EconPapers    
Economics at your fingertips  
 

Act Now: Microcredit with Voluntary Contributions and Zero Interest Rate - Evidence from Pakistan

Mahreen Mahmud ()

Studies in Economics from School of Economics, University of Kent

Abstract: We study a unique microcredit model with zero interest rate and voluntary contributions, used by Akhuwat, a microfinance organization operating in Pakistan since 2001. Borrowers are encouraged to give any amount they wish to the organization every month, in addition to the instalment for the repayment of principal. These voluntary contributions result in an implicit interest rate of around 4.5%. The analysis of monthly data on voluntary contributions provide evidence that the organization is rewarding borrowers for their contributions by giving them repeat loans and that borrowers are strategically timing these voluntary contributions through their loan cycle to maximize impact. In the case of joint liability loans, borrowers in poorly performing groups make on average higher voluntary contributions, and voluntary contributions in a previous loan cycle correlate with borrower discipline in a subsequent loan cycle. Thus, voluntary contributions can signal borrower quality, and joint liability borrowers appear to be using them to signal their quality independently of their group.

Keywords: Microfinance; Voluntary Contributions; Social Capital (search for similar items in EconPapers)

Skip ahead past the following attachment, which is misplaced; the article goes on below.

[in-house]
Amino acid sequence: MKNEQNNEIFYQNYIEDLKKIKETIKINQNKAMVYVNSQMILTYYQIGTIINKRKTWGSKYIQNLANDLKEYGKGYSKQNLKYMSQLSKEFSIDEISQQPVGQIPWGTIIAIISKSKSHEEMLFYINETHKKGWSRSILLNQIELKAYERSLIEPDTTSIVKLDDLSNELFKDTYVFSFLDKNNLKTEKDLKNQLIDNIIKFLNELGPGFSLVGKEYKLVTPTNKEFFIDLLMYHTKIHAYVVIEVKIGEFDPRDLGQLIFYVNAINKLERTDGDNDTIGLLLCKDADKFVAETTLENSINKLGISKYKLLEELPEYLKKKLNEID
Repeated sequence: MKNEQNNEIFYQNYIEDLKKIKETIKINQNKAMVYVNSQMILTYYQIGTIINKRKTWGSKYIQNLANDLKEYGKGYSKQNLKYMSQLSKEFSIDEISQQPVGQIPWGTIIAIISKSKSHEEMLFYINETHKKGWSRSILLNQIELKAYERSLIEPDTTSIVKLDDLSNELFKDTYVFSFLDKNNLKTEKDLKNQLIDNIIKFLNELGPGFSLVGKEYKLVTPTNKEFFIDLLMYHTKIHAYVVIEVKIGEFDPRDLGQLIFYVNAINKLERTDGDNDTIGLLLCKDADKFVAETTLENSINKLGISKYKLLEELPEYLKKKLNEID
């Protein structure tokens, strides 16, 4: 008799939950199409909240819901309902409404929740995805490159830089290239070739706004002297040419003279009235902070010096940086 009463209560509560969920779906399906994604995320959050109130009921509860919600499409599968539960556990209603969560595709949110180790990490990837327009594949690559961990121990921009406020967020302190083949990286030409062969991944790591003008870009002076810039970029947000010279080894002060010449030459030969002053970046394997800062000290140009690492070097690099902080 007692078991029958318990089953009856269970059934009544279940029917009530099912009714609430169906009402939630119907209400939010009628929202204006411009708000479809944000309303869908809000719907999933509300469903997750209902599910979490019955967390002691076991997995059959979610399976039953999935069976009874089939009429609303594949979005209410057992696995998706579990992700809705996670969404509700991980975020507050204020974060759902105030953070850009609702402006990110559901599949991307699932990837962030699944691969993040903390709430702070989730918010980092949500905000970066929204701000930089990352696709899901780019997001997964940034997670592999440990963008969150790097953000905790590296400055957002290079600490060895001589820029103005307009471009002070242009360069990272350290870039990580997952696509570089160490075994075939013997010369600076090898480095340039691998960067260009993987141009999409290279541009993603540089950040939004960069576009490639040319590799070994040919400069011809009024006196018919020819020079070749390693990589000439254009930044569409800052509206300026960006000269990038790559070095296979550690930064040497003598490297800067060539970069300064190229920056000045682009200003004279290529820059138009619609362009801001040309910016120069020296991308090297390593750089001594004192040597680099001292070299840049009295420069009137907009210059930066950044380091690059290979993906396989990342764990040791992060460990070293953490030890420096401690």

JEL-codes: O12 O16 D64 (search for similar items in EconPapers)
Date: 2015-07
New Economics Papers: this item is included in nep-dev and nep-mfd
References: View references in EconPapers View complete reference list from CitEc
Citations: Track citations by RSS feed

Downloads: (external link)
https://www.kent.ac.uk/economics/repec/1513.pdf (application/pdf)

Related works:
This item may be available elsewhere in EconPapers: Search for items with the same title.

Export reference: BibTeX RIS (EndNote, ProCite, RefMan) HTML/Text

Persistent link: https://EconPapers.repec.org/RePEc:ukc:ukcedp:1513

Ordering information: This working paper can be ordered from

Access Statistics for this paper

More papers in Studies in Economics from School of Economics, University of Kent School of Economics, University of Kent, Canterbury, Kent, CT2 7FS.
Bibliographic data for series maintained by Tracey Girling ().

 
Page updated 2021-04-12
Handle: RePEc:ukc:ukcedp:1513